2012 seems like a lifetime ago.
Gangnam style was blaring on every radio, “GIF” was voted word of the year by the Oxford Dictionary, and the Twilight Saga was coming to an end (oh, the tragedy). It was a different time, indeed.
During this fateful year, something else was happening that would be the start of a new way of thinking about currency, ownership, and art: NFTs, otherwise known as non-fungible tokens.
In the early days, NFTs had a small following of believers, and people were still trying to grasp the idea of cryptocurrency and digital ownership.
Of course, what was once a niche section of the crypto world ballooned into a digital revolution. But to understand how NFTs became a billion-dollar industry, it's essential to understand the early days of this decentralized movement.
What are NFTs?
For a quick refresher on NFTs, they're one-of-a-kind digital tokens that exist on the blockchain. Bitcoin, for example, is fungible, meaning that one Bitcoin is the same as another Bitcoin. A non-fungible token is unique and has no exact equivalent.
NFTs are used in various ways and can represent different digital assets like music, items for games, virtual real estate, collectible trading cards, and even gifs of sports moments.
Digital art, however, is currently driving most of the hype around NFTs, but the early days of these tokens were far different from what most people associate with NFTs today.
The first NFTs: Colored Coins
The first NFTs are not the PFP collections associated with today's popular ones. Instead, they were small portions of Bitcoins called Colored Coins, used to represent the ownership of different kinds of real-world assets.
Here's a small list of examples of what people bought with Colored Coins:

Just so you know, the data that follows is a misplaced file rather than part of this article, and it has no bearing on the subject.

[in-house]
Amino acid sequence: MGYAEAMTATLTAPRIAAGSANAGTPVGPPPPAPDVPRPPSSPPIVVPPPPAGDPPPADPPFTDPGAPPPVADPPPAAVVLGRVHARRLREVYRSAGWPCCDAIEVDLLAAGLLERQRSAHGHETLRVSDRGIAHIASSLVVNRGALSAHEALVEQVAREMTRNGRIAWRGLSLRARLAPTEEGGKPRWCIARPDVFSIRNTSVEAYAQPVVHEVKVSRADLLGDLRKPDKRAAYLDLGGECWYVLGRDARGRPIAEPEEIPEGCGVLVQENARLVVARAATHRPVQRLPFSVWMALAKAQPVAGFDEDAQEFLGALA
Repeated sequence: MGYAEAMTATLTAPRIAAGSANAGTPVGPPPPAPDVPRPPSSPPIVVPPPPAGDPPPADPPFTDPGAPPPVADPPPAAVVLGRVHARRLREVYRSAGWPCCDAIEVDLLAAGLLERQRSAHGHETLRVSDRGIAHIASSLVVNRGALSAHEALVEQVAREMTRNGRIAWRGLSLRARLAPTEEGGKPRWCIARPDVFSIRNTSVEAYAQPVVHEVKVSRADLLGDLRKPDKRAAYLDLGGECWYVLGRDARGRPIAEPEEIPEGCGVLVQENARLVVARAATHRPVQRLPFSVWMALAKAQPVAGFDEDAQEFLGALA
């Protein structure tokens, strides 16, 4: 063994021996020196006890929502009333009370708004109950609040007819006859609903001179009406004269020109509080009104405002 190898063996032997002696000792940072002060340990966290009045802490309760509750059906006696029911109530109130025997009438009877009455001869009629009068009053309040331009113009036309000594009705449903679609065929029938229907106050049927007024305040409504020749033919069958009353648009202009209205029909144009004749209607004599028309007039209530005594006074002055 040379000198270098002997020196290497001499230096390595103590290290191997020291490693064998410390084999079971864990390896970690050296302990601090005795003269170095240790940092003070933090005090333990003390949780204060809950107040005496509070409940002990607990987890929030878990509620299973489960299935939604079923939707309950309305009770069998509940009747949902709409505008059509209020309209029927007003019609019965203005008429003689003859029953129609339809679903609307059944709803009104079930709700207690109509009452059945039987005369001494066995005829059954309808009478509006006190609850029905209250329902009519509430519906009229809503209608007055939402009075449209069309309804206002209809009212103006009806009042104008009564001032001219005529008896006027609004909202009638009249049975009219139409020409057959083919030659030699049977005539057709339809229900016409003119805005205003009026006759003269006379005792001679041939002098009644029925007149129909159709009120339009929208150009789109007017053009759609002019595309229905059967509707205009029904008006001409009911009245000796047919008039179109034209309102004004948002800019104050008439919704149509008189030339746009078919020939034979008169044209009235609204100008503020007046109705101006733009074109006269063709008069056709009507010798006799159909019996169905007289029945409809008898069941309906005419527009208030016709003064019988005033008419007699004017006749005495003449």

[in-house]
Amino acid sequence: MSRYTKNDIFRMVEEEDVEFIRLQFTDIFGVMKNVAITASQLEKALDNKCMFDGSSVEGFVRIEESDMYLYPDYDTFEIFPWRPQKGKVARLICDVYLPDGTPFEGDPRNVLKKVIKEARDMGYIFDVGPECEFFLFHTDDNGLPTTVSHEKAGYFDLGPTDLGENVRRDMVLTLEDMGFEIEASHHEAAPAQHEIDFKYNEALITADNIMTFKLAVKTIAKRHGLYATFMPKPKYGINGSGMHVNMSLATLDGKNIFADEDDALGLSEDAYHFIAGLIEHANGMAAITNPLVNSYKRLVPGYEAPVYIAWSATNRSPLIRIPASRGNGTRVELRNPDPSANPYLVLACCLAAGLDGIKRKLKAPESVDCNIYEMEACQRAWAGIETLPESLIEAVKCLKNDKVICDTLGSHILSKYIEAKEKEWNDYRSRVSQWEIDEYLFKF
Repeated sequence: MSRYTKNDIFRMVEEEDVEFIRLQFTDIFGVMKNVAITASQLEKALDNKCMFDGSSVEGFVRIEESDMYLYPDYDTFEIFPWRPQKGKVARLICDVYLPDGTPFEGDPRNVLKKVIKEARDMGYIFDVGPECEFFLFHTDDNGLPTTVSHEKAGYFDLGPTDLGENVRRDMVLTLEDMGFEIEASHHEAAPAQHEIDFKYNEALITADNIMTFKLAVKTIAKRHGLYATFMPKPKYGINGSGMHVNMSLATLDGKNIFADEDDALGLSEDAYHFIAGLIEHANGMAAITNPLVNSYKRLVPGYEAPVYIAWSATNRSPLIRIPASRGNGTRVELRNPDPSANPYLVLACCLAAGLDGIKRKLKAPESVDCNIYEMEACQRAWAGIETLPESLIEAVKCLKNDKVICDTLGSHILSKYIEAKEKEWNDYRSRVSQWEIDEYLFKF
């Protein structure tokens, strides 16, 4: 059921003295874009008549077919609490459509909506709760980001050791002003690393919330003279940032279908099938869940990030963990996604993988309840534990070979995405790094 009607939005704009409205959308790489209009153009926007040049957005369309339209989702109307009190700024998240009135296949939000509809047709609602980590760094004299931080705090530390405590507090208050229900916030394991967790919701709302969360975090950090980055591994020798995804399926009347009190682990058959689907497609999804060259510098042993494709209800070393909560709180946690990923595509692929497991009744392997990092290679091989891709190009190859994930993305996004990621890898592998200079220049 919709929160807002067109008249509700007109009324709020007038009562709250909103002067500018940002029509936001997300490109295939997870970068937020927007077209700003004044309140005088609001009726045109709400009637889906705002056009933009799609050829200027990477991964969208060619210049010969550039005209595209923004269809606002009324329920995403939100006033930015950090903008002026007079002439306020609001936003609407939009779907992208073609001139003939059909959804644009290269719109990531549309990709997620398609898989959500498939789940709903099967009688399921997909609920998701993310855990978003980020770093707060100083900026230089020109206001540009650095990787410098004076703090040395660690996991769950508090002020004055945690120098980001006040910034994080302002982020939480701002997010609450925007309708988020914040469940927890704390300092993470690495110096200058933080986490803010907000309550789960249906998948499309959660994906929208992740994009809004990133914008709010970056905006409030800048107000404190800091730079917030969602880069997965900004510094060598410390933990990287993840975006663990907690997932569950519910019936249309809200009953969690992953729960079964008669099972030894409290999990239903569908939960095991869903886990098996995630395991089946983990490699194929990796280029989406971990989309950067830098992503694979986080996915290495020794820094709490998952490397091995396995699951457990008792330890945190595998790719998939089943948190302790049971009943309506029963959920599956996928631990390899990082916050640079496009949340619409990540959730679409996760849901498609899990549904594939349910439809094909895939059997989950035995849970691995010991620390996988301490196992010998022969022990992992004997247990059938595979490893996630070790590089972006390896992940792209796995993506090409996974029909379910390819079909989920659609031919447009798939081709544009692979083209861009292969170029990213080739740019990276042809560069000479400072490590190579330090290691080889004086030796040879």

- Precious metals
- Government bonds
- Digital collectibles
- Access to digital channels
- Other cryptocurrencies
Colored Coins had (and still have!) various uses, and while they were a novel part of the Bitcoin blockchain and the start of NFTs, they had some serious flaws back then. Yet despite some issues, Colored Coins trail-blazed a path for what was to come in the NFT world.
The next phase of NFTs
While Colored Coins represent more of a currency with various uses, the following years showed that NFTs were not a fad but rather a digital movement on the verge of experiencing incredible advancements.
In 2014, developers Robert Dermody, Adam Krellenstein, and Evan Wagner launched another evolutionary phase of the crypto and NFT lifecycle: Counterparty.
This platform is an open-source protocol that extends Bitcoin's functionality. While that may seem like serious crypto jargon, it is essential to know that this platform enabled people to develop and trade assets on a decentralized ledger network.
Counterparty became the go-to place for digital creation and transaction, which sent crypto believers flocking to the platform to make their mark in this digital space. For a lightning-quick summary, here are a few of the significant milestones achieved from Counterparty's platform:
- 2015 - Spells of Genesis is launched and becomes hugely popular
- 2016 - Force of Will begins selling trading cards
- 2016 - Memes gain massive momentum on the blockchain with Rare Pepes
Rare Pepe memes fuelled tons of interest.
These moments represent formative steps in the NFT timeline, but it wasn't until months later that generative art took a massive leap forward. Still in all, Counterparty wedged the door open for art to make its way into NFTs.
Quantum by Kevin McCoy
Minted in 2014, Kevin McCoy created a hypnosis-inducing piece titled" Quantum". The black box of mesmerizing vibrating colors was the first example of an NFT that fell into the art category.
Since its minting, Quantum has become one of the most coveted pieces in the NFT art market. With a price tag of $7 million, Kevin McCoy demonstrated that artists were ready to make their mark on the digital world.
Today, Kevin McCoy continues to make stunning and provocative creations, but Quantum might be the creation with the most lasting impact.
It's hard to accurately state the importance that CyrptoPunks had – and continues to have – on the NFT community. What's now an NFT collection with tokens worth millions of dollars started as a set of 10,000 uniquely generated characters given away for free.
A lineup of CryptoPunks.
It makes one wonder if John Watkinson and Matt Hall knew they'd created something so transformative when they released these NFTs in 2017.
In any case, once they debuted this collection of NFTs to the public, they were rapidly snatched up. It was only on secondary markets where they began to wrack up big price tags they're associated with today.